Yesterday would have been a much better time to start building more Canadian pipeline capacity.
That’s the message from CIBC Capital Markets economic analysts, who recently wrote an article for CIBC Capital Markets Economic Insights entitled Pipelines: Easing the Bottleneck.
The authors explain how Canada’s economy is in dire need of more pipelines. They state that our current infrastructure is “designed to meet the needs of the past, less so the present, and clearly not the future.”
Here are a few reasons why they believe that Canada needs the Trans Mountain Expansion Project (TMEP) and other major pipeline projects, quickly.
There are many factors that influence the price of Canadian oil. The distance we must transport Canadian oil, the fact that the vast majority of our product is currently only shipped to one customer (the US) without increased capacity to tidewater, as well as the type of oil Canada produces contribute to Western Canadian Select (WCS) being sold at a discount. When there isn’t enough room in the existing pipelines to ship product to market that discount becomes even greater. In fact, the lack of pipeline capacity and resulting inability to ship product has led to $12 billion in lost revenues over the past five years alone. That’s a lot of money that could go towards supporting healthcare, education and infrastructure in Canada.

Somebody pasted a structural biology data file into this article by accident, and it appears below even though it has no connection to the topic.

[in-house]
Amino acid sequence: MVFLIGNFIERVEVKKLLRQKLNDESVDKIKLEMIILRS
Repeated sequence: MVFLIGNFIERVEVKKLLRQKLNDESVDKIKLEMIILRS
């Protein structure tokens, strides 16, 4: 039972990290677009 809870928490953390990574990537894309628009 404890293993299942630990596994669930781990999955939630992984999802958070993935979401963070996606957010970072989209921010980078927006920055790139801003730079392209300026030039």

A lack of pipeline capacity is already impacting companies’ ability to get energy products to market, and this is expected to get worse before it gets better. Oil demand is increasing, and with that production in Canada will increase to 4.6 million barrels per day by 2020 – we will continue to produce more than we can ship until 2021 when Keystone XL and TMEP are expected to be in operation. This has a real and negative impact on Canada’s economy.
As the CIBC article states, “the future of Canada’s economy looks brighter when the energy sector is thriving in a sustainable manner, of which pipeline capacity is a crucial component.” It is better for all Canadians when we have a strong economy – that means more good jobs; more money for schools, roads and hospitals; and more government revenue to fund the social programs that Canadians take so much pride in.
For more information on pipeline capacity constraints in Canada, see our recent posts Would refining more oil in Canada solve our pipeline capacity problem? and Why does Canada need more pipelines?.